Just say no to steel tariffs

Posted: Nov 16, 2003 12:00 AM

WASHINGTON -- This is going to be entertaining.

All the Democrats seeking to evict George Bush from the White House denounce him for ``unilateralism,'' meaning insufficient respect for international institutions and obligations. Now some of those Democrats may turn on a dime and demand that he defy an international organization, and disregard clear obligations freely entered into, by ignoring the World Trade Organization.

Last week the WTO said, for a second time, something that hardly needs saying at all -- that the tariffs the Bush administration imposed 20 months ago on imported steel are not justified by any demonstrated surge in steel imports, and are as illegal as picking pockets, which all tariffs do. As adolescents say when told something obvious: Duh.

Thirteen months after winning an excruciatingly close election, Bush proved himself less principled than Bill Clinton regarding the free trade principles that have fueled world prosperity since 1945. His tariffs were supposed to provide a three-year ``breathing space'' for domestic steel makers -- who have been on the respirator of protection for decades.

Since then various studies, not all of them disinterested, have reached the same conclusion: By raising the cost of goods manufactured from steel, the tariffs have cost more jobs than they have saved. Duh.

But most of the Democratic candidates are trying to do something no Democrat has done since the Civil War -- win the presidency by running as a protectionist. Once upon a time, Democrats understood that when Republicans protected, as they did for decades, American industry from the inconvenience of price competition from abroad, the result was higher prices -- a hidden tax -- paid by consumers. Today Democrats advocate protectionism, which they call ``fair trade,'' in the name of protecting what tariffs actually destroy: American jobs. The steel tariffs are, for example, a $100 tax on every new American car, and on the creation of jobs for autoworkers.

Bush imposed the tariffs to court steelworkers. There are 124,000 of them nationwide. But they are most important in Pennsylvania, which had 23 (it now has 21) electoral votes that Bush in 2000 lost by 204,840 votes; Ohio, which had 21 (now 20) electoral votes that he won by 165,019; and West Virginia, which has five electoral votes that he won by 40,978 votes. The steelworkers union has endorsed Dick Gephardt for president.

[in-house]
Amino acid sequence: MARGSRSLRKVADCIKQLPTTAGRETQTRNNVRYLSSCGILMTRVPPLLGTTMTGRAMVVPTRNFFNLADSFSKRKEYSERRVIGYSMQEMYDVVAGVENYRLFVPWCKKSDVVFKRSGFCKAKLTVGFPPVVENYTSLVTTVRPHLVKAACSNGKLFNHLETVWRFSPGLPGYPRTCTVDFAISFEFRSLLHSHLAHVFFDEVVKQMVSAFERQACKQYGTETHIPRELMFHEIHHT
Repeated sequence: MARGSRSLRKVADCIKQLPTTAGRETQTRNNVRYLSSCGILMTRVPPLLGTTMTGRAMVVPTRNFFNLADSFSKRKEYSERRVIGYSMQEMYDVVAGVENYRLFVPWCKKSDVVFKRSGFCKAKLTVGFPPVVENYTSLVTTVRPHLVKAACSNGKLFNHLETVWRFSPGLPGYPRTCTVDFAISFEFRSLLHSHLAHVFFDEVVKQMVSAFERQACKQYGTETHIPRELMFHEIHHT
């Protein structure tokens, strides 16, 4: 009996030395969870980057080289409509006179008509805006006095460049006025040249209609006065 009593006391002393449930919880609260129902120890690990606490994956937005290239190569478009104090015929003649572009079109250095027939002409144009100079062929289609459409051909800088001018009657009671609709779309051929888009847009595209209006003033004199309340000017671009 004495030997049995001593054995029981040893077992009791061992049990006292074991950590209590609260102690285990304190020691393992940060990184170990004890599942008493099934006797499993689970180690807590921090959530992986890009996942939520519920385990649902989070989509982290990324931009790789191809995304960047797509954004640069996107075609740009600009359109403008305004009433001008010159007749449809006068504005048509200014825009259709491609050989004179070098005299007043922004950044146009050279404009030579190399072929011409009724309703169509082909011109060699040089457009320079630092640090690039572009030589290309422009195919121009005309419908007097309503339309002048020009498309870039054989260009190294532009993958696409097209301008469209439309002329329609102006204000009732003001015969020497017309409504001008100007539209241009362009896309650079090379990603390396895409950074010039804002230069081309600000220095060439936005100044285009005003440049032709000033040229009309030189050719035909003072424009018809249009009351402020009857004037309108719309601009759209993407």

If the Bush administration defies the WTO ruling, the European Union has a list of $2.2 billion of U.S. exports on which it will impose tariffs of up to 30 percent, shutting many products out of Europe. There could be an additional $4 billion in EU sanctions if Congress does not repeal U.S. export subsidies -- more corporate welfare -- that the WTO has ruled illegal.

Japan and other nations also have lists of targeted U.S. products. Textiles, sunglasses, pantyhose and other clothing, wine, hunting weapons and other sporting goods, farm equipment, toilet paper, ballpoint pens, boats -- these and other U.S. products are on foreign governments' lists tailored to serve domestic interests in each country. But the EU does not disguise the fact that it is targeting U.S. products from swing states Bush will target in 2004.

One targeted product is motorcycles made in Pennsylvania and Wisconsin. Bush lost Wisconsin's 11 electoral votes by just 5,708 votes.

Another targeted product is apples. Last year Washington state produced 60 percent of America's apples. Bush lost Washington's 11 electoral votes by 138,788 votes. Another targeted product is citrus fruit, nearly 80 percent of which comes from Florida, whose 25 (now 27) electoral votes Bush won by 537 votes.

In an election year, or in the year before an election year -- that is, in any year -- it is difficult for democracies to be governed sensibly, given the political class' preoccupation with cobbling together majorities from factions receiving government favoritism. Fortunately, the WTO has presented the president with an excuse to retreat from the futility of trying to erect a wall between the steel industry and reality. That protection comes at the expense of the 99.9 percent of Americans who are not steelworkers whose jobs are endangered.

A steel executive warns against ``buckling'' to the WTO. Buckling? To an institution the United States helped to create in order to promote the free trade policies favored by every U.S. administration since the Second World War?

Alas, Bush may be tempted to play the national security card by arguing that tariffs are necessary because, well, tanks need steel. Five months after 9/11 he told a cattlemen's convention that agriculture subsidies are national security measures because ``this nation has got to eat.'' That is nonsense, but entertaining.